Audacious Translation: Learning the Double Bind to Translate Spivak
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In Chapter 12 of An Aesthetic Education in the Era of Globalization (2012), Spivak eludes apprehension, spurns comprehension, and resists neat translation as I, an American educator, feebly reaches and grasps to make sense of what is meant by an aesthetic education as Spivak translates the act of translation. Caught and othered in learning the double bind of translation, I find no answers, only new questions as I grope toward ways to conceptualize and to name this moment for language educators:
- Can and should the convenient genie of English as the language of power and globalization be pushed back into the bottle to make room for linguistic diversity?
- What is essentially lost in translation when indigenous languages are abandoned and no longer nuanced with meaning, when “lingual memory” is no longer available or when younger generations prefer to have their imaginations played with, rather than do the strenuous play of imagination?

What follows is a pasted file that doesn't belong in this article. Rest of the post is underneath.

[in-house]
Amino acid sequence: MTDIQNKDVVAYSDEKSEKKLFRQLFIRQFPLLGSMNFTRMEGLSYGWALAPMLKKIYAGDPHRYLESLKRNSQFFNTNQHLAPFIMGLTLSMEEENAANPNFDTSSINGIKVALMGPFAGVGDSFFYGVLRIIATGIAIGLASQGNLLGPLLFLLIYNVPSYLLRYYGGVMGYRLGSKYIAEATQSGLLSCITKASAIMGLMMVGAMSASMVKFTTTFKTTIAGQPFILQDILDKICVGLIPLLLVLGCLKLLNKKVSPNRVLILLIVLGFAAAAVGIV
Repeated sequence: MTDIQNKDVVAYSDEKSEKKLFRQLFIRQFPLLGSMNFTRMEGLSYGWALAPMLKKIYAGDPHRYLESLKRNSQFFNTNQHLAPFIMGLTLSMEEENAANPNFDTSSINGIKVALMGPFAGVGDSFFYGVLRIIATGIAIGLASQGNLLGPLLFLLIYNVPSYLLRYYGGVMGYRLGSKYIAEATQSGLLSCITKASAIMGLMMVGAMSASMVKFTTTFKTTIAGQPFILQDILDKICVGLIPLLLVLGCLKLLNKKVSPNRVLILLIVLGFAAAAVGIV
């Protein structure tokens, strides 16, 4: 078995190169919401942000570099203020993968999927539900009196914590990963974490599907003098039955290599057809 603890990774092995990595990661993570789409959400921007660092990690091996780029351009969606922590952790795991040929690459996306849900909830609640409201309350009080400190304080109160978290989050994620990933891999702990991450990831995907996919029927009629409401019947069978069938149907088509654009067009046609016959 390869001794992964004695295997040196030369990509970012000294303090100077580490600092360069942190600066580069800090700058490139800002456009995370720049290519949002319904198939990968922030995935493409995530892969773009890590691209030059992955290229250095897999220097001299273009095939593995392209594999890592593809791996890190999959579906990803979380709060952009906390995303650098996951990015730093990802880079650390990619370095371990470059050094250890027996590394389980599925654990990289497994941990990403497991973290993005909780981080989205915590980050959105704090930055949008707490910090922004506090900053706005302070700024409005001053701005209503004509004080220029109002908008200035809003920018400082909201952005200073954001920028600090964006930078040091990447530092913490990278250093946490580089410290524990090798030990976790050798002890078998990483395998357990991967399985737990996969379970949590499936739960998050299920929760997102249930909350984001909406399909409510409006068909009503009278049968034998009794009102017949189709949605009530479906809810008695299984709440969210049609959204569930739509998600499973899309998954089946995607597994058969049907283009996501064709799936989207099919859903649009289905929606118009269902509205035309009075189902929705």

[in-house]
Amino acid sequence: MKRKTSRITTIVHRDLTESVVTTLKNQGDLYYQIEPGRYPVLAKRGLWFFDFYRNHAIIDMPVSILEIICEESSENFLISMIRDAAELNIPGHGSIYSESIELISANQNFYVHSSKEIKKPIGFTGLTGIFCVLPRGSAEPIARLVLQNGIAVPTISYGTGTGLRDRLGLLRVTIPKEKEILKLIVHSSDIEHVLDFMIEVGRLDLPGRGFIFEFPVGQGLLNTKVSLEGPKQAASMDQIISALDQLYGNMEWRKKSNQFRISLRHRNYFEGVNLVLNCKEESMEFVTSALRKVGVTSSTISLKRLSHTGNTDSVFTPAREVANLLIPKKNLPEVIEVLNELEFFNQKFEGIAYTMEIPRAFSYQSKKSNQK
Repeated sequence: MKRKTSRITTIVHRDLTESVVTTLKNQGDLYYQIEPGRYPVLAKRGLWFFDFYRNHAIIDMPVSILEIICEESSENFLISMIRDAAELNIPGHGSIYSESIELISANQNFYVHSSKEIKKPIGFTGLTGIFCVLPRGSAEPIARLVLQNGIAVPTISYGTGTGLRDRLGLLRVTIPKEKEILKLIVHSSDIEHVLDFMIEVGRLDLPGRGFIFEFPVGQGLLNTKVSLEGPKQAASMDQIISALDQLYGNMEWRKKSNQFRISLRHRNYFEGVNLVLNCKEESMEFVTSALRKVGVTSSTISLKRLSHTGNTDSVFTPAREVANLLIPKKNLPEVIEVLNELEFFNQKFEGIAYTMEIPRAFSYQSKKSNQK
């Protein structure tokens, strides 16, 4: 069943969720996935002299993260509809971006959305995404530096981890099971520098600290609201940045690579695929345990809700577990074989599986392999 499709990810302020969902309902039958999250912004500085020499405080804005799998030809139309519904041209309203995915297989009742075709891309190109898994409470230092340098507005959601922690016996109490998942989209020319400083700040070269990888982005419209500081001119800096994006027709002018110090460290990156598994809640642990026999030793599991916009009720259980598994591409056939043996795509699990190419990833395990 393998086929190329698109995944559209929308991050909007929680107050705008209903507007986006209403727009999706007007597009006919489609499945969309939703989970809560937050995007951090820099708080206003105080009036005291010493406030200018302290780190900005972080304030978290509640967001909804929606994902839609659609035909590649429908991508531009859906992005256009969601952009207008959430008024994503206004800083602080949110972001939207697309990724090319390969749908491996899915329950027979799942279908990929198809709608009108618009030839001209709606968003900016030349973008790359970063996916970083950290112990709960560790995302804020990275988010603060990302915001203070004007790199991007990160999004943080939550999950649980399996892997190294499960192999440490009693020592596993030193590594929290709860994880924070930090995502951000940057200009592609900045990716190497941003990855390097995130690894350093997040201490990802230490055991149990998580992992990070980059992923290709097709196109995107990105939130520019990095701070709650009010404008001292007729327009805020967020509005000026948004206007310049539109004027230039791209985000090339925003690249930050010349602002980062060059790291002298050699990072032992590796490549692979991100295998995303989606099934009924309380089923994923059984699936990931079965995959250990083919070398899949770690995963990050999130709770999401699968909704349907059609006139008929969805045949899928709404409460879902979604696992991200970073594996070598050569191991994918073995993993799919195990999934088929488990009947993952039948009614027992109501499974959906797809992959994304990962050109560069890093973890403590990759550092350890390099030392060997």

- What does it mean to be a translator?
This is an electronic copy of a conference paper pending revision for publication in Critical Theory. Archived with permission. The author(s) reserves all rights.
Adams, Susan R., "Audacious translation: Learning the double bind to translate Spivak" (2013). Scholarship and Professional Work – Education. 18.